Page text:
Rock of Ages

Augustus Toplady (1776)

1. Rock of Ages, cleft for me,

let me hide myself in thee;

let the water and the blood,

from thy riven side which flowed,

be of sin the double cure,

cleanse me from its guilt and power.

2. Not the labours of my hands

can fulfill thy law’s demands;

could my zeal no respite know,

could my tears forever flow,

all for sin could not atone;

thou must save, and thou alone.

3. Nothing in my hand I bring,

simply to thy cross I cling;

naked, come to thee for dress;

helpless, look to thee for grace;

foul, I to the Fountain fly;

wash me, Saviour, or I die.

4 While I draw this fleeting breath,

when mine eyelids close in death,

when I soar to worlds unknown,

see thee on thy judgment throne,

Rock of Ages, cleft for me,

let me hide myself in thee.

“The LORD is my rock and my fortress and my deliverer; My God, my strength, in whom I will trust; My shield and the horn of my salvation, my stronghold.” So writes David in Psalm 18:2.

David wrote this Psalm when the LORD delivered him from Saul, possibly when David hid in the cave and Saul was placed at his mercy. You can read about that in 1 Samuel 24.

Augustus Montague Toplady, the author of Rock of Ages, is said to have experienced deliverance through a rock as well. The story is told of a great storm that Augustus was caught in. As lightning and thunder crashed around him, he ducked into a cave in the side of a rocky hill. It is supposedly in this situation that Augustus wrote Rock of Ages on the back of a playing card.

This hymn uses the imagery of God as a rock in whom we can hide for protection and rescue. The idea of hiding in a rock is that the rock, solid and immovable, takes the force of whatever is raging around us. In the case of this hymn, God our rock takes all the terror of sin upon himself in order to deliver those who hide in him.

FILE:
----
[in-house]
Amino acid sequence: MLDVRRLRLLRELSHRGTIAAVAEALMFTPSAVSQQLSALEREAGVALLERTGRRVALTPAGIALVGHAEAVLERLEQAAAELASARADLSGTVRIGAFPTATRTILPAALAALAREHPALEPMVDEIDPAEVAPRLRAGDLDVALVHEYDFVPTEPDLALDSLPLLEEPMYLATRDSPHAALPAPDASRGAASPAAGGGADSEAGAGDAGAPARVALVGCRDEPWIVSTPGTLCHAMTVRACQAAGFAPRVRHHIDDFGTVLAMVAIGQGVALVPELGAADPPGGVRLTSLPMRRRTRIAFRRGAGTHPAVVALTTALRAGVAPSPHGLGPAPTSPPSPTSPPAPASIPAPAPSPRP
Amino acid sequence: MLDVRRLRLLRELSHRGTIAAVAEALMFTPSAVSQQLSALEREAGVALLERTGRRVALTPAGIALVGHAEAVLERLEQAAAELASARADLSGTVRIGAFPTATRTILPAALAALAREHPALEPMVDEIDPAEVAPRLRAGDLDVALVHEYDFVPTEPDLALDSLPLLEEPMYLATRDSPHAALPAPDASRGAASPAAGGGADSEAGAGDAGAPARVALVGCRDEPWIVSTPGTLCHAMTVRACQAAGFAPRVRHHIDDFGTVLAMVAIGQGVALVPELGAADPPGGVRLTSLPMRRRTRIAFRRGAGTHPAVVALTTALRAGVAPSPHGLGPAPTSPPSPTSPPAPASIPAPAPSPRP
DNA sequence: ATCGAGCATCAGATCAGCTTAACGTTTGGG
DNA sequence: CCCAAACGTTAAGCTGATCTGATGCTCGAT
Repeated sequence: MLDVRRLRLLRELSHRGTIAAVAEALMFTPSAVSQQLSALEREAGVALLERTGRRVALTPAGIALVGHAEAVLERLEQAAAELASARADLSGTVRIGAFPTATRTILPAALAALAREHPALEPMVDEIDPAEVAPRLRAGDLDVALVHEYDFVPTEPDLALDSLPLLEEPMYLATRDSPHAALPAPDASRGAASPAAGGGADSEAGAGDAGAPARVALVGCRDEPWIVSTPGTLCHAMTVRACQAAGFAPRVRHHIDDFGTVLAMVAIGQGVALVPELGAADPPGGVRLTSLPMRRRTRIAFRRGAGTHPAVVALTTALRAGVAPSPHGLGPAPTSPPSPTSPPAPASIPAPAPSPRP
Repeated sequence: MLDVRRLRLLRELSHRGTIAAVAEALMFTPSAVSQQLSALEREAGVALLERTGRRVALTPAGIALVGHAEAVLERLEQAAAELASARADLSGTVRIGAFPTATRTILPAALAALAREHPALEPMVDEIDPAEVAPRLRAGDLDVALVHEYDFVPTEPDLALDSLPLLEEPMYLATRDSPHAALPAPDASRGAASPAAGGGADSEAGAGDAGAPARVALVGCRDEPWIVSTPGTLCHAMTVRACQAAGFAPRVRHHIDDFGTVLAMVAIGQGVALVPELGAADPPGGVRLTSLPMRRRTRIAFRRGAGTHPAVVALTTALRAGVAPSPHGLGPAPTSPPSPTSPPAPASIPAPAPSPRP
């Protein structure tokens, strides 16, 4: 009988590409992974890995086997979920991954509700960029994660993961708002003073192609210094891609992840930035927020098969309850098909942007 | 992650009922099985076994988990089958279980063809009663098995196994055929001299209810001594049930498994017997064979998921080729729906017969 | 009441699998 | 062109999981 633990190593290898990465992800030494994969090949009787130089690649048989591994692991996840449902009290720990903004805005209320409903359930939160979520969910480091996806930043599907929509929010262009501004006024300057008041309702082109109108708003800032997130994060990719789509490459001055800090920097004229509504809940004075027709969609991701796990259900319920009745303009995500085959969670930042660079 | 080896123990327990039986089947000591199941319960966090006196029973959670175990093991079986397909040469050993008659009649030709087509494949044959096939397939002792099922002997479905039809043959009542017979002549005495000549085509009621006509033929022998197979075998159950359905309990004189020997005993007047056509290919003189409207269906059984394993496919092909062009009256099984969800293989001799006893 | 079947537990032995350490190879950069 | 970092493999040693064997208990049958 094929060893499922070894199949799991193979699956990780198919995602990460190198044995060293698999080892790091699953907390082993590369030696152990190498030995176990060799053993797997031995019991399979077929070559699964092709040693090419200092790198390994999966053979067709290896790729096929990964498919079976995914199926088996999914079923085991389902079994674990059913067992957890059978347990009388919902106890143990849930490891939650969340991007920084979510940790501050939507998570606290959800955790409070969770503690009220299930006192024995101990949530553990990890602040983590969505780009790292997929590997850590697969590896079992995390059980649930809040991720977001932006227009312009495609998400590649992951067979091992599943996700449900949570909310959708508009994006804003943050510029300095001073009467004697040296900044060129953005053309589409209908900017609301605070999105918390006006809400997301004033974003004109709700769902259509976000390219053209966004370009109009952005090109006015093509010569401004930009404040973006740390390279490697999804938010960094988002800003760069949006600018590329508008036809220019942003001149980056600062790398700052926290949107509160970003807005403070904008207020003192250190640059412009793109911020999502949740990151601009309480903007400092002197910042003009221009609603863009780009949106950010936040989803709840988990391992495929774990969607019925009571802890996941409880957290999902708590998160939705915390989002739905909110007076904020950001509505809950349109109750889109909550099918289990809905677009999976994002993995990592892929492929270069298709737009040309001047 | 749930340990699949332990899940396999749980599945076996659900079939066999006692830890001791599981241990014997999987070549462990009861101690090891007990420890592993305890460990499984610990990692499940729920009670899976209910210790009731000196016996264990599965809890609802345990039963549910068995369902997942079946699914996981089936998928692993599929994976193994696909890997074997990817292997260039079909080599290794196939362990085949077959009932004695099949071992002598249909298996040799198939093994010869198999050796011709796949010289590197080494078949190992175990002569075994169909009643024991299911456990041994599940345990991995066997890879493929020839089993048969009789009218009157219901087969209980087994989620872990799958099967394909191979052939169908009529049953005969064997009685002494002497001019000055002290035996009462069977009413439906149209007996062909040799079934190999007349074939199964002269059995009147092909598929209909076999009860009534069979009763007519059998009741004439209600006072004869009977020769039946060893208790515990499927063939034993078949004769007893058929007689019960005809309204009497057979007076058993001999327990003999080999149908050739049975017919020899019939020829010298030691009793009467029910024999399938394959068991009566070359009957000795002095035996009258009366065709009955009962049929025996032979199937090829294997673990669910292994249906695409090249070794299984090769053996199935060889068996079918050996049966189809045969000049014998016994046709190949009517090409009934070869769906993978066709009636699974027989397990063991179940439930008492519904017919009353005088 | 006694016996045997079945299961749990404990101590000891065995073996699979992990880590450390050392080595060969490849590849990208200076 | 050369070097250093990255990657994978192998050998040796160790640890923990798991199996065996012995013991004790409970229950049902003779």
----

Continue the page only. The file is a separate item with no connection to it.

Augustus is not tied to the imagery of a rock and so we will sing of being washed clean by the water and blood of Christ’s sacrifice.

In verse 2 we sing of our utter helplessness in the face of our sin. This is why we hide in our rock, because we have no power in ourselves to find protection from all that our sin deserves. The umbrella of our good works is useless in this storm. The raincoat of our sorrow over sin does little against the onslaught of our guilt. We need a rock to hide in, the rock of Christ.

In verse 3 we meditate on how we are in desperate need of God’s protection because of our great poverty. We should be imagining a naked, filthy, weak, impoverished child coming to our door begging for food. We must see that we are like that child when we come to God. We have nothing to offer, we can only cling to the cross of Christ. There is a play on words in this verse as the word “cleft” is related to the word “cleave” or “cling”. The Rock of Ages that is “cleft” for us, died on the cross to which we “cleave”.

Finally, we sing of how our Rock of Ages is what we will hide in, not only in this life, but even in the next. I love the Heidelberg Catechisms first question: ‘What is my only hope in life and death? That I am not my own but belong to God. God is our refuge and our strength in life and in death.’

Even in heaven we will rely completely on God for our provision and life. He is not just the Rock for a time, God is the Rock of Ages.

– Thomas Eglinton